The budget plan authorizes state general fund spending of $6.4 billion in the fiscal year that begins July 1 and $6.3 billion the following year. Those spending levels wouldn’t have been possible without the tax increase that lawmakers approved.
Moderate Republicans and Democrats said a more cordial atmosphere at the Statehouse helped make the bipartisan agreements on taxes and the budget possible.
“It was a very collegial process and collaborative process that brought us to this point,” said Democratic Sen. Laura Kelly of Topeka.
Still, conservatives fought the tax and spending increases to the end.
“What we’re doing is fleecing our constituents on the false premise that it must be done,” said Sen. Ty Masterson, a Republican from Andover.
Sen. Dennis Pyle, of rural Hiawatha, compared his colleagues to city-dwellers who have never lived on a farm and don’t know where their food comes from.
“Sometimes I wonder if legislators don’t understand where the dollars come from,” he said. “From hard-working people. Small businesses.”
Senator Carolyn McGinn, the Sedgwick Republican who led the budget-crafting process in her chamber, shot back at accusations of wasteful spending, charging that conservatives resorted to budget tricks to balance the budget when they controlled the Legislature.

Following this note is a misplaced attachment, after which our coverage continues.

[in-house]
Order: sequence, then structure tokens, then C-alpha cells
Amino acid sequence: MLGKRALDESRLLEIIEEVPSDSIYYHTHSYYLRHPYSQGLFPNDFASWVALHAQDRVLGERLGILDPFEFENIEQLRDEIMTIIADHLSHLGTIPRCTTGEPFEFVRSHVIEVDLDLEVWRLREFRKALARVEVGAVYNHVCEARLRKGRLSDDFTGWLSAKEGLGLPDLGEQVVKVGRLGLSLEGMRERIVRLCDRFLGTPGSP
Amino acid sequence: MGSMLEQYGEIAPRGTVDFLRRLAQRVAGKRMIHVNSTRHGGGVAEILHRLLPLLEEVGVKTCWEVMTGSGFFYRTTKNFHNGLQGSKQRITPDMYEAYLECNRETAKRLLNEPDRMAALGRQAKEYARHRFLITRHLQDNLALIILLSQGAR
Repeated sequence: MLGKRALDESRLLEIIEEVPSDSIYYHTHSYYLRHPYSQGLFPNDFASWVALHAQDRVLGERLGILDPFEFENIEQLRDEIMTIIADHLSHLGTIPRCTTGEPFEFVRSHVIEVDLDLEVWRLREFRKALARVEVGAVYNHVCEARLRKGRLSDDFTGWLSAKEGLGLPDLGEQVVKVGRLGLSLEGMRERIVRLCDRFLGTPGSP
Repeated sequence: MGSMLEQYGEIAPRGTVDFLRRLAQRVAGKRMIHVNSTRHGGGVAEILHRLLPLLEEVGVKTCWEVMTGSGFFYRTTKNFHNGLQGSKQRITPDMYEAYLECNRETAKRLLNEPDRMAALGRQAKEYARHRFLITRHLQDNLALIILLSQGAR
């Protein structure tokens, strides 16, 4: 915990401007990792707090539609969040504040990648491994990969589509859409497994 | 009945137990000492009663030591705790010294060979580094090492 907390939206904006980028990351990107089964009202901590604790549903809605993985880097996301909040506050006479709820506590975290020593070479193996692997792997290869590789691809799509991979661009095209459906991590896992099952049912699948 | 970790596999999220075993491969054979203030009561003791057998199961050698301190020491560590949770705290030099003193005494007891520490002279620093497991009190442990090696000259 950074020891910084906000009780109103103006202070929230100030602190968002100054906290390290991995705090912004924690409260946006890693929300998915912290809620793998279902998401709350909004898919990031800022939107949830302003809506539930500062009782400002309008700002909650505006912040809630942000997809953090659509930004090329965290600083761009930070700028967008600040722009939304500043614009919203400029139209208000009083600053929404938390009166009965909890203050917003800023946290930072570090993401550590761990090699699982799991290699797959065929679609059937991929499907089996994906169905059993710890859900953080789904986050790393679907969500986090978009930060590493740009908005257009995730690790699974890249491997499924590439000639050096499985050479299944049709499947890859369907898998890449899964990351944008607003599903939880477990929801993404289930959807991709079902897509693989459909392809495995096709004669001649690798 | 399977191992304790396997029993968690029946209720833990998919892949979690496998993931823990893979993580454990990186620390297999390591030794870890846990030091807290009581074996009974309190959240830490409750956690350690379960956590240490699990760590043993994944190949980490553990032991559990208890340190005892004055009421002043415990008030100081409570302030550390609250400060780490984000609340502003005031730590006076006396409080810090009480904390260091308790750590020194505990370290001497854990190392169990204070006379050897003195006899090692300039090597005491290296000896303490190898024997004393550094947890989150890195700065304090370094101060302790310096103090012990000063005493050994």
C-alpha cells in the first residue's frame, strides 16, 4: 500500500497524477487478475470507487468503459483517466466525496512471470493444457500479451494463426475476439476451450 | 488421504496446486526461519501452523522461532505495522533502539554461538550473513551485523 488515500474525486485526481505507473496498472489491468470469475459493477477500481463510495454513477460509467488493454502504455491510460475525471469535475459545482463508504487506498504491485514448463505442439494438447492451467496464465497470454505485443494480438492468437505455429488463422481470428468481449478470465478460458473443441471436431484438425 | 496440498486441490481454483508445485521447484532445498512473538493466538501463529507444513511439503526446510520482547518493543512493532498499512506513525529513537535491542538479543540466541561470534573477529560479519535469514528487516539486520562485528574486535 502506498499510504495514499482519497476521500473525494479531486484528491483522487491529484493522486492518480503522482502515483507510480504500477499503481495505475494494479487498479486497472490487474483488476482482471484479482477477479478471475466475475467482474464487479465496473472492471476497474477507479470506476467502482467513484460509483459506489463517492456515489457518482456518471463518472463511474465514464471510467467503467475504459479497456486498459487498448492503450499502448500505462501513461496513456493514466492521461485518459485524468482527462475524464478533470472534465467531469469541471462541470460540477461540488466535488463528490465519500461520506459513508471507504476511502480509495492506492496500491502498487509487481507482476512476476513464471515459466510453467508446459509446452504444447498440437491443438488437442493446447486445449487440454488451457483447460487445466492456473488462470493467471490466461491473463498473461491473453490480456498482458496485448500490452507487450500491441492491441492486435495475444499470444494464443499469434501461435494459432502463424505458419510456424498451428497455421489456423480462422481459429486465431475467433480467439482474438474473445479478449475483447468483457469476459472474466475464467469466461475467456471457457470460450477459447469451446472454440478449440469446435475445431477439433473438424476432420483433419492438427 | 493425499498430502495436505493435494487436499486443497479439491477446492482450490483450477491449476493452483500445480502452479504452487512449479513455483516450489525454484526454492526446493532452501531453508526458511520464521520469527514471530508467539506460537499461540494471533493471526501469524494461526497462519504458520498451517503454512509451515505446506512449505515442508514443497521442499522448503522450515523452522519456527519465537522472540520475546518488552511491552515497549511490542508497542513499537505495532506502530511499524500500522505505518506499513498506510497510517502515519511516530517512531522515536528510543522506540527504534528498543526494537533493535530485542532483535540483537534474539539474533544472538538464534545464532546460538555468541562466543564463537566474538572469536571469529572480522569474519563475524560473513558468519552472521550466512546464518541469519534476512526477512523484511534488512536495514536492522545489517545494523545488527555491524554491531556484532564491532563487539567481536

“This body has had four years to cut this budget. And that didn’t happen,” McGinn said. “Instead, the way we balanced the budget, the way this body balanced the budget in the last four years, was by stealing from KPERS, stealing from KDOT, stealing from fee funds, stealing from the water fund, and I could go on.”
Final day drama
A last-minute dispute threatened to derail the collegial feel and the budget deal Saturday.
At the urging of the chamber’s Democrats, the House budget plan included $17,600 to repay an 84-year-old woman for cash seized by the Kansas Highway Patrol in 1995 when they searched her car for what they suspected was illegal drug money. The woman, Barbara Reese, who was never charged with a crime, insisted she earned the money selling used cars.
Lawmakers advocating for the return of the money said the incident probably would not have happened if Reese wasn’t African-American.
House members believed that Senate budget negotiators had agreed to the payment. But when the conference committee report arrived on the House floor for a final vote it didn’t include the money, touching off a skirmish that for a while threatened passage of the budget.
“I will not join this highway robbery,” said Valdenia Winn, a Democrat from Kansas City, Kan., who called the item’s last-minute removal from the budget “arbitrary” and “draconian.”